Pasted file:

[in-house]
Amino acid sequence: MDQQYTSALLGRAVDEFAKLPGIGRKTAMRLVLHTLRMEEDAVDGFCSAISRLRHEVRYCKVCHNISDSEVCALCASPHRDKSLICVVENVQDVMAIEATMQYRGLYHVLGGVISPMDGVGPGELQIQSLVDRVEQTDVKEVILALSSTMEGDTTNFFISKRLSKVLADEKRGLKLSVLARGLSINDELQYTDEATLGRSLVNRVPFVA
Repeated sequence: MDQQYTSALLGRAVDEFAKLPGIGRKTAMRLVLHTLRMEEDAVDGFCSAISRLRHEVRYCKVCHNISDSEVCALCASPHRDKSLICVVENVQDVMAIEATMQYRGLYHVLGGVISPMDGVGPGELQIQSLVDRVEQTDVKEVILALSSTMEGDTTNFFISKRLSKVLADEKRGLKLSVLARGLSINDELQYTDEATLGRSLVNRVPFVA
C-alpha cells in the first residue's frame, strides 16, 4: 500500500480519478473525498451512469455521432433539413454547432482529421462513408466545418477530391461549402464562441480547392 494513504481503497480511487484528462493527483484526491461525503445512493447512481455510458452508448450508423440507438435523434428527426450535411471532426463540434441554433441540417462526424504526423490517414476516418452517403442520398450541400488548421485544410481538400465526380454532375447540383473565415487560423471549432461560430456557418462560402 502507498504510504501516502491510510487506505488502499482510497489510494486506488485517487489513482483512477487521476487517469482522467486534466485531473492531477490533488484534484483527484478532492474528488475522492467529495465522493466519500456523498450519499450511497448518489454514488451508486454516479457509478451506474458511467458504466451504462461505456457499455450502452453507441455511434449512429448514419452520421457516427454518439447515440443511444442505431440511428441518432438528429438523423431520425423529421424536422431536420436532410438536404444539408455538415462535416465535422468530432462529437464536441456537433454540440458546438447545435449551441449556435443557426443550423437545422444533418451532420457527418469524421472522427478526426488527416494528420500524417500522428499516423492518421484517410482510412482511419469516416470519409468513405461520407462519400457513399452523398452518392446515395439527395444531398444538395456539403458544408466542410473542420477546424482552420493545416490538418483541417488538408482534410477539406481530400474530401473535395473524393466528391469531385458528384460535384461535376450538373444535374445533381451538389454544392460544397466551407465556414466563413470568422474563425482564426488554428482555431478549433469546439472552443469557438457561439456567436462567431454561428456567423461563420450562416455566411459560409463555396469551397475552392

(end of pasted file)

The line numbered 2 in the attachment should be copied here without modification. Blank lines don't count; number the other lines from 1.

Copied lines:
Amino acid sequence: MDQQYTSALLGRAVDEFAKLPGIGRKTAMRLVLHTLRMEEDAVDGFCSAISRLRHEVRYCKVCHNISDSEVCALCASPHRDKSLICVVENVQDVMAIEATMQYRGLYHVLGGVISPMDGVGPGELQIQSLVDRVEQTDVKEVILALSSTMEGDTTNFFISKRLSKVLADEKRGLKLSVLARGLSINDELQYTDEATLGRSLVNRVPFVA